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Feb 18, 2019 2:11 PMPublication: The East Hampton Press & The Southampton Press

February Wildlife Sightings

Spring-like weather last week brought a woolly caterpillar out of hibernation and, along with high water levels, made for nice paddling on Long Pond. MIKE BOTTINI
Feb 18, 2019 3:11 PM

This past week’s warm weather may have been the impetus for several unusual wildlife sightings. Among them was the woolly bear caterpillar (Pyrrharctia isabella) seen wandering, surprisingly fast, across my deck. This large (mine was 1.5 inches in length) and conspicuous animal is covered with quarter-inch-long stiff hairs that are colored reddish brown in the middle and black at both ends.This is the larval stage of the Isabella tiger moth, a dull yellow-orange colored adult with a few small black spots scattered across its wings and thorax. It’s not very “tiger-looking.” As with many moths, the goal of the short-lived, adult stage is to find a mate and lay eggs. This is done in early summer.

Eggs are laid on host plants on which the larvae can feed. Unlike some other members of lepidoptera (butterflies and moths)—for example, the monarch that lays its eggs only on species of milkweed—this species is a generalist and its larvae can feed on a wide variety of plants. Eggs hatch in less than one week. The larvae, or caterpillars, go through six instars, or molts, as they grow in size. Folklore has it that the relative proportion of black to reddish brown hairs can be used to forecast the severity of the next winter: a wide brown band means a mild winter and a narrow brown band indicates a harsh one. In reality, caterpillars from the same clutch of eggs will show wide variability in relative black and brown banding widths, and the brown band widens with each molt.

The caterpillar stage of its life cycle lasts from mid-summer through the fall, winter and spring. The woolly bear is most often encountered in the fall when it is fully grown and on the move seeking a suitable overwintering site. During this time it may be seen crossing roads and other cleared areas. When threatened, perhaps by someone trying to pick it up for a closer look, the caterpillar curls up into a tight ball.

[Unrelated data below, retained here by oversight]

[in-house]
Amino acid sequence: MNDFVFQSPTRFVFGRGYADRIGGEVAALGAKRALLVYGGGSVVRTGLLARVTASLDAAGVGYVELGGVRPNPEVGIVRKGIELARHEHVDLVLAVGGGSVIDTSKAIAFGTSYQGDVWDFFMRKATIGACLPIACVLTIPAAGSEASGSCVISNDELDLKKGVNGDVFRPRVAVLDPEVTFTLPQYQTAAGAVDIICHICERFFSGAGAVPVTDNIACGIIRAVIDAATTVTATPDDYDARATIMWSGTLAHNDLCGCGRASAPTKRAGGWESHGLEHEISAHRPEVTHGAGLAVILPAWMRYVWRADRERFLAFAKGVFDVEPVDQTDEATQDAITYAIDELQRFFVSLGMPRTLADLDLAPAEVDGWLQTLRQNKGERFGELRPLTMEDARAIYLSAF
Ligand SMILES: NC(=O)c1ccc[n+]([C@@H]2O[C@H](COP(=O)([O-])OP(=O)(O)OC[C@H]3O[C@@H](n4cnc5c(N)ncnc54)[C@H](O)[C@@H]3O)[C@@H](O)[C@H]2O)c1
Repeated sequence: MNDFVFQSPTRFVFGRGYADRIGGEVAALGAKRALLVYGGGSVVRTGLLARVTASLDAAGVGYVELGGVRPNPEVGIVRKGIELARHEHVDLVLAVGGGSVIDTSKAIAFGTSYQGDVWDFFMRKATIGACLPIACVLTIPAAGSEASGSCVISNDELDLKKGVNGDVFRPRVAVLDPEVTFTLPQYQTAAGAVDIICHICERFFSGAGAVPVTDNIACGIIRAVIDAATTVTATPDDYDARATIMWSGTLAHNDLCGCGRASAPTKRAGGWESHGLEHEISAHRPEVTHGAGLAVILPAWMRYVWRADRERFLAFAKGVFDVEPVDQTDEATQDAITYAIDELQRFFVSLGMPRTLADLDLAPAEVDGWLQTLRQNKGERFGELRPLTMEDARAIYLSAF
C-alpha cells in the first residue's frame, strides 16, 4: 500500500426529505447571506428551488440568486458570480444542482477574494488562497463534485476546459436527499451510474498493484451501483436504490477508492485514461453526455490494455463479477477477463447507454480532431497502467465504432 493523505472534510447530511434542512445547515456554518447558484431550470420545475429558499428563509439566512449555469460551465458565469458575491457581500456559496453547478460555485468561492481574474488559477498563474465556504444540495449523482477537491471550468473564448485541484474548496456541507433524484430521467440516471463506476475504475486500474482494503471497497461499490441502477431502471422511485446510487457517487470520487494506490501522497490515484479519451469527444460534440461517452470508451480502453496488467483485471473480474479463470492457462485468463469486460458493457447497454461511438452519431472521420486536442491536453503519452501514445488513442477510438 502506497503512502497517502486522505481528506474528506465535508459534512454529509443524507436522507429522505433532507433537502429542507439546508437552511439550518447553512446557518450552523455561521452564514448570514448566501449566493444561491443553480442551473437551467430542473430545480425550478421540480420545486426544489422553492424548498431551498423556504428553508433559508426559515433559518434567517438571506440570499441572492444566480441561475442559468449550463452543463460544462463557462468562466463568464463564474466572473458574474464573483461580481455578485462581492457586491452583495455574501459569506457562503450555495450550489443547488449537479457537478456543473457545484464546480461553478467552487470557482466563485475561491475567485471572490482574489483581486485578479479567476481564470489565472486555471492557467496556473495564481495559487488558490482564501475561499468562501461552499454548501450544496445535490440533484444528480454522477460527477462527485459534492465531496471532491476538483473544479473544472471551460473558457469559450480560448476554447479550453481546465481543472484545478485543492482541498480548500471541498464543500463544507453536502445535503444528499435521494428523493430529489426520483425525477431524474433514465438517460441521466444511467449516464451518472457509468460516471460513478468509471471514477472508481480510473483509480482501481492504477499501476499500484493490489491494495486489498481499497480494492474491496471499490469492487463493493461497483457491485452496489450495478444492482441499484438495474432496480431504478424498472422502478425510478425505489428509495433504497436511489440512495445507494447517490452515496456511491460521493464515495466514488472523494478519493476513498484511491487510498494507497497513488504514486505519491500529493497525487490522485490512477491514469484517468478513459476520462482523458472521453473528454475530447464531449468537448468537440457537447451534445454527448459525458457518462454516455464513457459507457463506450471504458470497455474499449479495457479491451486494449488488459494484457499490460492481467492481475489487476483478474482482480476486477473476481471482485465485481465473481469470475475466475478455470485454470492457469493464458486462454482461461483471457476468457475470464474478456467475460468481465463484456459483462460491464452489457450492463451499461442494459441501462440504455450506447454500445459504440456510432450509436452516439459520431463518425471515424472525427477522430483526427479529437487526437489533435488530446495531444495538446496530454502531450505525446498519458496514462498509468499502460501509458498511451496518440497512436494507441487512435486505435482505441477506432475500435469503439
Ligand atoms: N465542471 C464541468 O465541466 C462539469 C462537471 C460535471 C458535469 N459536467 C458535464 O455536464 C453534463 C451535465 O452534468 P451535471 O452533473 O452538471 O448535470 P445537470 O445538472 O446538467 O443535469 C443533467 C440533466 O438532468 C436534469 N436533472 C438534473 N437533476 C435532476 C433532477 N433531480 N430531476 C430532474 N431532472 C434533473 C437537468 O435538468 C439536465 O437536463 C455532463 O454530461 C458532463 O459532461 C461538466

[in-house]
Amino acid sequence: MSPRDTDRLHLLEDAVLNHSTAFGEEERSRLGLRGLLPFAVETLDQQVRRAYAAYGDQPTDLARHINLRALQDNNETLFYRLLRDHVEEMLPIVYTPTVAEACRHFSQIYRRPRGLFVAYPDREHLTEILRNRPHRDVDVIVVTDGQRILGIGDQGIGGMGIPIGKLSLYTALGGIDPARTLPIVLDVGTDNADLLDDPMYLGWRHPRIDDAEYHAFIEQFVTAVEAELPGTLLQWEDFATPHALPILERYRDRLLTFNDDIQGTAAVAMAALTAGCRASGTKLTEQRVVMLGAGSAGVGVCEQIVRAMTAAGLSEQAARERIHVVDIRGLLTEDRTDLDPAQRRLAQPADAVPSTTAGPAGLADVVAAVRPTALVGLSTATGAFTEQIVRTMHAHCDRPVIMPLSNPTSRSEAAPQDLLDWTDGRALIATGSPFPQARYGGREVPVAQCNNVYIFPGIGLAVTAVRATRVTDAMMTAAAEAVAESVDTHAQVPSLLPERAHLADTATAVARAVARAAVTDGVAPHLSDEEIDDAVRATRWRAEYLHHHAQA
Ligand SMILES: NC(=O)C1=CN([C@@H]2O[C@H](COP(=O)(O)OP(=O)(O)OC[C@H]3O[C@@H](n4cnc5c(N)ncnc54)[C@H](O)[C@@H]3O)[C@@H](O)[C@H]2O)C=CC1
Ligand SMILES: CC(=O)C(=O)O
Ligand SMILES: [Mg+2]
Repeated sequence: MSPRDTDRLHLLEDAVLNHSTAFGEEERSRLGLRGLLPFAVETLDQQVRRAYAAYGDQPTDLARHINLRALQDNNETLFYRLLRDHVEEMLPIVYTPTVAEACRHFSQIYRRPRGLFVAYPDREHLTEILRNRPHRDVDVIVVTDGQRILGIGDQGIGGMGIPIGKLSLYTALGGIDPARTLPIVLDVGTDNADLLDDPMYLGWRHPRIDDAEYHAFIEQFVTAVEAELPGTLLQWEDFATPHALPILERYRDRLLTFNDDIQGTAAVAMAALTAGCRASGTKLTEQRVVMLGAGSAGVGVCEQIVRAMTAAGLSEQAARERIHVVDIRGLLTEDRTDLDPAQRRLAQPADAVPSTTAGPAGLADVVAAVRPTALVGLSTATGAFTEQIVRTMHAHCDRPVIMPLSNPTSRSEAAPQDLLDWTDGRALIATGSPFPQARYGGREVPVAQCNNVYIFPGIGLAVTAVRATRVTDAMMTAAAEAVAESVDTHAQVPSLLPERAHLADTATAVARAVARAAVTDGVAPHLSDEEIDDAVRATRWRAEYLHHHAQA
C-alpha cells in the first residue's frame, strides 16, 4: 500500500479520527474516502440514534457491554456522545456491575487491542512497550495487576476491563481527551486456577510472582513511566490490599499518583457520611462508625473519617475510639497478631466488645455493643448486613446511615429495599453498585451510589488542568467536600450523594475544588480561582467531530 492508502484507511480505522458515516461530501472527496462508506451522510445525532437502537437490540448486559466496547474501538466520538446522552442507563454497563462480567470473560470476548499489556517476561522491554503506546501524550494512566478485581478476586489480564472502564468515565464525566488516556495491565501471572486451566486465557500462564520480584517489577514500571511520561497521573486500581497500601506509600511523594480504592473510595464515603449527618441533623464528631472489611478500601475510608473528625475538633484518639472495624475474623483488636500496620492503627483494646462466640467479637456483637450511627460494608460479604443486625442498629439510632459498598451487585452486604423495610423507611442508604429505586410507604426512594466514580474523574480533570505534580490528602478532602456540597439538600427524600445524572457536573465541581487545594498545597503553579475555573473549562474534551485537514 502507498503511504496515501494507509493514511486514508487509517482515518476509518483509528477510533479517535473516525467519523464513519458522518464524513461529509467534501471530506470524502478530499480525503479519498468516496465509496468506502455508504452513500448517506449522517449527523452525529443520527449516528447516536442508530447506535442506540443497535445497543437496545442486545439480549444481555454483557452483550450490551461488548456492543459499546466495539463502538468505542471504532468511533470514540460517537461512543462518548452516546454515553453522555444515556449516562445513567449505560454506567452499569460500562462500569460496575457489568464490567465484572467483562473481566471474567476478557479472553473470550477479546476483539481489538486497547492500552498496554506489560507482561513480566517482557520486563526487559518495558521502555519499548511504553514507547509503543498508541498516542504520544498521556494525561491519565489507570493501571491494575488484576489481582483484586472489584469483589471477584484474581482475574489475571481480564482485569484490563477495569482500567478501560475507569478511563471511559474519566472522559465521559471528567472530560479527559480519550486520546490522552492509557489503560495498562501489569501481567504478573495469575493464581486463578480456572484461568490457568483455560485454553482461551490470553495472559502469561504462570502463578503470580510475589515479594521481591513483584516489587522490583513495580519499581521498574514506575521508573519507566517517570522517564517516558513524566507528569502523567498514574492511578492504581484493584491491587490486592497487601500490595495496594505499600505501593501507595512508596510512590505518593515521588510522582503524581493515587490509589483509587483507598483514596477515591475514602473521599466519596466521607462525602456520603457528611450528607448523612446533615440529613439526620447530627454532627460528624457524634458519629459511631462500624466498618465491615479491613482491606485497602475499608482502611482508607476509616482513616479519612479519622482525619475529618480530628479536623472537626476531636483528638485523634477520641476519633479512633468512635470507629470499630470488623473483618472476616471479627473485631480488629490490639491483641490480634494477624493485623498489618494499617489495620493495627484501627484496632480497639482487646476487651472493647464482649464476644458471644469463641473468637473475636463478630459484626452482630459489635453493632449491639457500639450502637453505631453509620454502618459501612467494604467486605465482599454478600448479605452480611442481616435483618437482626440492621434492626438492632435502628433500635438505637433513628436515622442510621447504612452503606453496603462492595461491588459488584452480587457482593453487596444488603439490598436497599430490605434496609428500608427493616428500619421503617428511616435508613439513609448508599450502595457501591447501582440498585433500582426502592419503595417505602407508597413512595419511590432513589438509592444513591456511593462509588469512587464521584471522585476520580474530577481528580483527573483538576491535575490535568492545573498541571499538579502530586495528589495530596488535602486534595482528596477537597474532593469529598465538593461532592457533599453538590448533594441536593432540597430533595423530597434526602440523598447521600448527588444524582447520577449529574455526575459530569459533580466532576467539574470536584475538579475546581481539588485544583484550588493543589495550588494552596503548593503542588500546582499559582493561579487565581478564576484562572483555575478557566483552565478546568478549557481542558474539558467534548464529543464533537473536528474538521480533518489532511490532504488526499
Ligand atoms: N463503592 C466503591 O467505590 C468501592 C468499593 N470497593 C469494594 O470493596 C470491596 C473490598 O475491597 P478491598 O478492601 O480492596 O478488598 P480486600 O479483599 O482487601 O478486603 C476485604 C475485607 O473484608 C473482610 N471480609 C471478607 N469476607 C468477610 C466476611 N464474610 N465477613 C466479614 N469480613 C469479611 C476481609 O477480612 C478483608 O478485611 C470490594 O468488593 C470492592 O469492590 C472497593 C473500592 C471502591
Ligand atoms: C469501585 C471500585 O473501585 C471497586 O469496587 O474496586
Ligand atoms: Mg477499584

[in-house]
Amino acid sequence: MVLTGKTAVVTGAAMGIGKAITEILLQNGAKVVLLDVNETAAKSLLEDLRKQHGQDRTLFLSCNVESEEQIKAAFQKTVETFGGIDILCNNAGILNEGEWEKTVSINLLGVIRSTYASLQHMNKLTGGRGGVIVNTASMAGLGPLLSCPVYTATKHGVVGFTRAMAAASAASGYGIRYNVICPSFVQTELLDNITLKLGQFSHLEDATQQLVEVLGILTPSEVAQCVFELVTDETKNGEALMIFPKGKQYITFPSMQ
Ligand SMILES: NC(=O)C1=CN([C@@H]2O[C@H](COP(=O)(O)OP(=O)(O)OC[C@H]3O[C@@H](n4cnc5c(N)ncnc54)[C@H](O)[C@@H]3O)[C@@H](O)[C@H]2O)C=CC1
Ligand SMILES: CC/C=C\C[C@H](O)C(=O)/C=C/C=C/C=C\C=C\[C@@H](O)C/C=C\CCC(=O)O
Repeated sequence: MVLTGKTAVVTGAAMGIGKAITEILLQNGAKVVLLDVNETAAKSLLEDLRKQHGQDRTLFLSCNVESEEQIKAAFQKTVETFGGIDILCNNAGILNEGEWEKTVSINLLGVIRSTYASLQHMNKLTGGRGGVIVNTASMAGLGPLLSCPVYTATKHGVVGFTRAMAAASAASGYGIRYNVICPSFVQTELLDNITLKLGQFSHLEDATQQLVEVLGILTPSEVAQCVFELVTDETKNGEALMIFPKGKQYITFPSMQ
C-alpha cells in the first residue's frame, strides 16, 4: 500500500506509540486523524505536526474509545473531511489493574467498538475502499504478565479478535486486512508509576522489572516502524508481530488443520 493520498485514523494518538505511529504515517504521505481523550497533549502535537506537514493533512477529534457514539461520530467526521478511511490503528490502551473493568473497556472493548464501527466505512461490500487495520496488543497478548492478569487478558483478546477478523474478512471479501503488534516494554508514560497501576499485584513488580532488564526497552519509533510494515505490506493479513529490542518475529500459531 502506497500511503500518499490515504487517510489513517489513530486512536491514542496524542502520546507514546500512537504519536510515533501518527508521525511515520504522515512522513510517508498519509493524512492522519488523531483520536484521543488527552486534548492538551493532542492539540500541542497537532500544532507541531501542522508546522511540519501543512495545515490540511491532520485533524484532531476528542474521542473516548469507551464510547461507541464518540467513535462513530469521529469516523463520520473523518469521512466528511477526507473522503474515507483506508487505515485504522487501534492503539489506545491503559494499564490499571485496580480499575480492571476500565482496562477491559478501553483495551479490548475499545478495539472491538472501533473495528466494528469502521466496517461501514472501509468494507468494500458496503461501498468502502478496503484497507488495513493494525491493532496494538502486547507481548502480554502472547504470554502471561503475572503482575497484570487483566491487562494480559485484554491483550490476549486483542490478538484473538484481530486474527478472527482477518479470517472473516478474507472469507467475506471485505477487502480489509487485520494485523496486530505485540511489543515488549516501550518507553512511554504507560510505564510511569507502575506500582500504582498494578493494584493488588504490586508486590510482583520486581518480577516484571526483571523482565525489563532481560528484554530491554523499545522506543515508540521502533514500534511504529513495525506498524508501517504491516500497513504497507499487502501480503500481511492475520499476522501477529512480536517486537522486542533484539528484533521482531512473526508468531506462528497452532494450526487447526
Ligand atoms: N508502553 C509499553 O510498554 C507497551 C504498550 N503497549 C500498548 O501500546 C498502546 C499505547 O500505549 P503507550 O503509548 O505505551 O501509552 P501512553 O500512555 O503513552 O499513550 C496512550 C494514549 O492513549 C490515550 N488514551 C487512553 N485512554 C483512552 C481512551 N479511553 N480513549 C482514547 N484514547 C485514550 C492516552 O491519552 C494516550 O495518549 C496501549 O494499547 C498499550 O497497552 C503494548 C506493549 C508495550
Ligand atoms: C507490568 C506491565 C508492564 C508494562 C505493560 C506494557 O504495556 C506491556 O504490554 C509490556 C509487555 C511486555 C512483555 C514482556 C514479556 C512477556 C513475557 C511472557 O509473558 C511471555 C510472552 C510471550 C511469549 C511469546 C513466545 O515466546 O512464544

I was careful not to touch it while photographing, as some larvae that are covered with similar stiff protective hairs release a chemical irritant when handled. But my references state that the woolly bear is safe to handle.

I’m not sure what it was doing on my deck last week. Did the warm weather entice it out of its overwintering site in search of a mid-winter meal, as seems to be the case of the bats overwintering here on Long Island? If so, the woolly bear will be hard-pressed to find palatable leaves to feed on in February.

Normally, the caterpillar remains dormant until spring, relying on its ability to withstand some degree of freezing. In fact, this species’ range includes the arctic where freeze tolerance is key to its survival. The arrival of warm weather in spring stimulates it to move in search of a last feeding before spinning its cocoon, made of its hairs held together with silk, and pupating. Pupation lasts about two weeks, after which the winged adult emerges to seek a mate.

Warm weather also seemed to trump the wild turkey’s day length cue, and had a number of toms strutting their stuff over a month before normal breeding season, which according to the DEC website takes place in early April. It didn’t seem that any of the dozen or so females showed interest.

The combination of warm weather and high water levels prompted me to head over to Long Pond with my kayak for an afternoon paddle. Other than a few mallards, very small flocks of Canada geese and buffleheads, and a lone great blue heron, I had the pond to myself. The high water levels enabled me paddling access to areas normally too shallow even for a kayak, a plus in terms of looking for otter resting sites among the cattails and phragmites marshes.

I didn’t find any, but did locate a new otter latrine, bringing the total on the pond to seven. I was also able to paddle right up to the non-functional concrete dam at the pond’s outlet, where I was able to check the condition of the upper stretch of Ligonee Brook, which was flowing well. It should be a good spring for alewives and American eel elvers to access the pond from the Sag Harbor Coves estuary.

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